Greece also has to adopt a second set of measures on July 22.
It means Greek banks, which have been closed for almost three weeks (since June 29), could reopen in the next few days.
The European Union and the global Monetary Fund granted bailout loans worth €240 billion to Greece in two instances since 2010.
“We had a very specific choice: A deal we largely disagreed with, or a chaotic default”, he told parliament ahead of the post-midnight vote. But the large majority was provided by pro-European opposition parties and in spite of deepening dissent within Prime Minister Alexis Tsipras’ left-wing Syriza party.
German Chancellor Angela Merkel defended the debate about a possible temporary Grexit.
A new expiration date for the bank holiday would be announced later on Monday, the source told AFP.
The central bank does not want to be the one that pulls the plug on Greece and forces it out of the euro, she said.
It was unclear Thursday how quickly Greek banks might reopen, and when they might be able to resume normal banking activities.
Carsten Brzeski, analyst for financial group ING-DiBa, said that more complex steps and negotiations would follow, but that the ECB’s decision to increase emergency credit is “no game changer, yet, but at least a symbolic leap of faith”.
The European Central Bank has ruled Greek government debt and state-backed securities as unusable collateral for standard European Central Bank loans.
The government described the vote as marking a “serious division” among its lawmakers, and indicated that dissenters in Tsipras’ cabinet would be swiftly replaced in a Cabinet reshuffle.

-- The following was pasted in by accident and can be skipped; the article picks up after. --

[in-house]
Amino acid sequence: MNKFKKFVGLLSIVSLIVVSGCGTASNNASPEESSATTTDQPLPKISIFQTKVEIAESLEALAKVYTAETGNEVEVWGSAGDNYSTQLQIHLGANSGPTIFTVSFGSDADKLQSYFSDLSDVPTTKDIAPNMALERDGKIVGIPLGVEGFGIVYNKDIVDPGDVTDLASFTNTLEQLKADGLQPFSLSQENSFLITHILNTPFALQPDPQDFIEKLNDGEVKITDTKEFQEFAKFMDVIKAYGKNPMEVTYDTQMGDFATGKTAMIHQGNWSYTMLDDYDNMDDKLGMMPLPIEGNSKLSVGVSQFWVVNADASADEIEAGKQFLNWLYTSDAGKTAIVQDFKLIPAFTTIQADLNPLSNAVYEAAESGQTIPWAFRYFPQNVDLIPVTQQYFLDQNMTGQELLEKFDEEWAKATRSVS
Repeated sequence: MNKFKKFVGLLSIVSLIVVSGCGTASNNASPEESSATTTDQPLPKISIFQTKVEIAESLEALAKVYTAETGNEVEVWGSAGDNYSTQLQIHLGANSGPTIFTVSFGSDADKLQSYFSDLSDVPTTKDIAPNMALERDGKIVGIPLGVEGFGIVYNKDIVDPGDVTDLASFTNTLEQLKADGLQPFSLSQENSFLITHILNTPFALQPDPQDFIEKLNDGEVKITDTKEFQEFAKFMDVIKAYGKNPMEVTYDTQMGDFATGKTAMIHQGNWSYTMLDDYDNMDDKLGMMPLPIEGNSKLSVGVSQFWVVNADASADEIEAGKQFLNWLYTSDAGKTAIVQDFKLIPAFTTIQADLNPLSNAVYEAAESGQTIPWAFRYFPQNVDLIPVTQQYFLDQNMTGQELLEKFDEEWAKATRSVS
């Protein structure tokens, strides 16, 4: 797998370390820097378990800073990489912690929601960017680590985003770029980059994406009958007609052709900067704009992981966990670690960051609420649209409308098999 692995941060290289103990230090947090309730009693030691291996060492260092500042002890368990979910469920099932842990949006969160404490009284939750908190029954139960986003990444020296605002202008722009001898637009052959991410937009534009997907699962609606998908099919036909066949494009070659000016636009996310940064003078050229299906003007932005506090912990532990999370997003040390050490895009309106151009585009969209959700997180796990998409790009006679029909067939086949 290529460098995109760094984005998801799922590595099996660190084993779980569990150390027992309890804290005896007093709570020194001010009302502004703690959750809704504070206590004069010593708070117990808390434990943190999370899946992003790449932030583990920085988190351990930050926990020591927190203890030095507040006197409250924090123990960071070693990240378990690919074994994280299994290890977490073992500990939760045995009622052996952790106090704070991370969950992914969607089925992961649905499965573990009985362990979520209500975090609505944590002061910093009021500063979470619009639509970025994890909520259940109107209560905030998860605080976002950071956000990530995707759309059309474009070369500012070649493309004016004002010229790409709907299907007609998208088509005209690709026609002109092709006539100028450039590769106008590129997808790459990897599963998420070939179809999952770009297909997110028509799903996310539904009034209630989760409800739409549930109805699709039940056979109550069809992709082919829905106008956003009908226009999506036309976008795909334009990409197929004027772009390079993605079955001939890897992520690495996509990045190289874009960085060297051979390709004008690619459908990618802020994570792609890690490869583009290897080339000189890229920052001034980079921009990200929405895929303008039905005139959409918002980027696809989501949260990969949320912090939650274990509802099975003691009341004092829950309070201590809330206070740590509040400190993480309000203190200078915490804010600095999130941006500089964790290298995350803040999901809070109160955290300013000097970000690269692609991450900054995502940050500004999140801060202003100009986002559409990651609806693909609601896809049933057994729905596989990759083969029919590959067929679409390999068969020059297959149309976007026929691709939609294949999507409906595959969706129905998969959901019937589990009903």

Greece’s finance ministry said in a statement it was extending the closure of Greek banks until Sunday, prolonging a measure under capital controls brought in at the end of last month.
The ELA facility has been the life support system for the Greek economy for weeks. The crucial difference between now and 2012 is that now there is no appetite to do “whatever it takes” to save Greece, which could have large ramifications for the future of the currency bloc as we know it. Draghi said that the European Central Bank is operating right now as though Greece will remain in the euro.
Earlier today, Eurozone finance ministers agreed to give Greece a €7 billion bridging loan to keep it afloat until its €86 billion bailout can be approved.
Moody’s notes, however, that “judging by recent events and the deep economic problems and social divisions within society, it is highly uncertain whether the Greek authorities have the capacity to achieve agreed objectives and to abide by its creditor’s conditions”.
Greek parliament accepted terms for a third bailout yesterday and received two essential cash infusions.
The FTSEurofirst 300 index of top regional shares closed up 1.4 percent at 1,608.71, near a more than six-week high of 1,613.61 hit earlier. Germany’s DAX and France’s CAC-40 were up by the same rate. It remains to be seen how much trust the Greeks will place in their banks after the ECB has clearly demonstrated that it will not support the banks when the going gets rough.
Critics say that the ECB’s refusal to lift the amount of ELA above EUR89 billion has led to a significant loss of output across the Greek economy, inflicted long-term harm on its banks, and made it even more hard for the government to repay its debts. While negotiating the Greece deal, Schaeuble “changed the political climate in Europe for the worse”.